Campaign launched

SSF HatLogoSave Sherwood Forest campaign launched

Group rejects Conservative party misinformation, holds planning meeting

The Save Sherwood Forest campaign, officially launched in February 2011 following a packed public meeting in Nottingham, joins similar campaigns across the country protecting the nation’s forests.  While the national campaign has caused the government to pause, this campaign will continue until the threat to sell off the public’s forests is completely withdrawn from the Public Bodies Bill.

The group believes the sell-off will restrict public access and cause environmental damage, and has reacted with concern to reports from Conservative MPs who are claiming that it is a “myth” that Sherwood Forest will be sold off.   The MPs, in an attempt to justify their policy, say Sherwood Forest is privately owned and run by the sort of charitable trust the government hopes will manage all our Heritage Forests.

But, while Sherwood Forest is a complex web of woodland and forest, a large part is held and operated by the Forestry Commission on behalf of the people.  A response to a Freedom of Information Act request shows that, for example, 88% of Sherwood Pines is owned by the Forestry Commission.  Sherwood Pines Forest Park covers an area of 3,300 acres and is the largest single tract of forest open to the public in the East Midlands.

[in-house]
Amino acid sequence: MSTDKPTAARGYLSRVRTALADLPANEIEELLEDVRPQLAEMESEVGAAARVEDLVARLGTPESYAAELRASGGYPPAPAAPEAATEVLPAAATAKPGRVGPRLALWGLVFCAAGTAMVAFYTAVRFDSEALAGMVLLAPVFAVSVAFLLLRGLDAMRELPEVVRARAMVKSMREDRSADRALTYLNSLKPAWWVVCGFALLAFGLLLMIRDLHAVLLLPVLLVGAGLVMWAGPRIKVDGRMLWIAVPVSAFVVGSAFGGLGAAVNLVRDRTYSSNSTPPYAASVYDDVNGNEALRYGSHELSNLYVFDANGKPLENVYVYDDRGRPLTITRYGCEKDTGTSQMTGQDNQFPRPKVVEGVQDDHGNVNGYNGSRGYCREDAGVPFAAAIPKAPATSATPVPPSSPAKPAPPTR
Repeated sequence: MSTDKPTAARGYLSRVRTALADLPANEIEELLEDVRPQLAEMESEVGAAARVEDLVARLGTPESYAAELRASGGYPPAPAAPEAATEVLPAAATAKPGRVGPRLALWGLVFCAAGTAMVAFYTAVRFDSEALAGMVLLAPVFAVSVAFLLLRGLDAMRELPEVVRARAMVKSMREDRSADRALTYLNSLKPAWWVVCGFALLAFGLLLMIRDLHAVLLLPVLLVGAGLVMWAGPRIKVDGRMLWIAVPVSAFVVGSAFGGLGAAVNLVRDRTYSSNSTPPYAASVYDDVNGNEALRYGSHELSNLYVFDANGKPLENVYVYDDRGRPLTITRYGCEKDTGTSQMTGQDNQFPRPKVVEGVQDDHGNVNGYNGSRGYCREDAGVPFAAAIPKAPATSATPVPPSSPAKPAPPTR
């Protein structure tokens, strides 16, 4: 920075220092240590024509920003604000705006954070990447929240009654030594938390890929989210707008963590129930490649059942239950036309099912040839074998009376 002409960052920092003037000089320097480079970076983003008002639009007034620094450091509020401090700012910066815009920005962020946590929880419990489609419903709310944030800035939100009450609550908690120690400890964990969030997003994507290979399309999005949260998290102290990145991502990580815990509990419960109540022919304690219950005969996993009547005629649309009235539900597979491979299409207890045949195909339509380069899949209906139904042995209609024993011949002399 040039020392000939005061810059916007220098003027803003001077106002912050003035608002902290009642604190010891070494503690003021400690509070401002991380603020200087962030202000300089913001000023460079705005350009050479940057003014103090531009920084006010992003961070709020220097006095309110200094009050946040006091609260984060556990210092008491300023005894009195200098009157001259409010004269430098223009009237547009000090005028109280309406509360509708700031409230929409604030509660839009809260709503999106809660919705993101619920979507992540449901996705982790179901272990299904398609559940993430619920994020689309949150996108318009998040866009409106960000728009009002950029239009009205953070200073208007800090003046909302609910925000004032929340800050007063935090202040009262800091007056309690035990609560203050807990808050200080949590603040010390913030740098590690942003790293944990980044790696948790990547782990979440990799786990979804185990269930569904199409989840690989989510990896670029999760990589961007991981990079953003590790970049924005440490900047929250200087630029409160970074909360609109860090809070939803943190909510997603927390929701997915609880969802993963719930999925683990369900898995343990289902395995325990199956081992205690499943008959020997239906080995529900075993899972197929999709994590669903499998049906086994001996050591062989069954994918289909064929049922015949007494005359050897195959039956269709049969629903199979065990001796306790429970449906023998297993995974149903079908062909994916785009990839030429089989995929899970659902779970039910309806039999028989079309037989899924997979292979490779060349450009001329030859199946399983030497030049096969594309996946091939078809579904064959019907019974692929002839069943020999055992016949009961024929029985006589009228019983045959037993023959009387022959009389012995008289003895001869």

Save Sherwood Forest are holding a public meeting at the Friends Meeting House, Clarendon Street, Nottingham on Thursday 17February from 7pm – 9pm to arrange the details of an event in support of keeping Sherwood Forest in public ownership.

For a report on the public meeting see:

For more information about the national Save Our Forests campaign see

Save Sherwood Forest are encouraging local people to make their views known at the public drop-in session about the consultation process at Sherwood Pines on Sunday 13 March 2011 from 11am – 2.30pm.

Download the PDF of this press release here:  SSF_022011_campaignlaunch

The story of our campaign launch was featured in the Nottingham Post, which can be read here.


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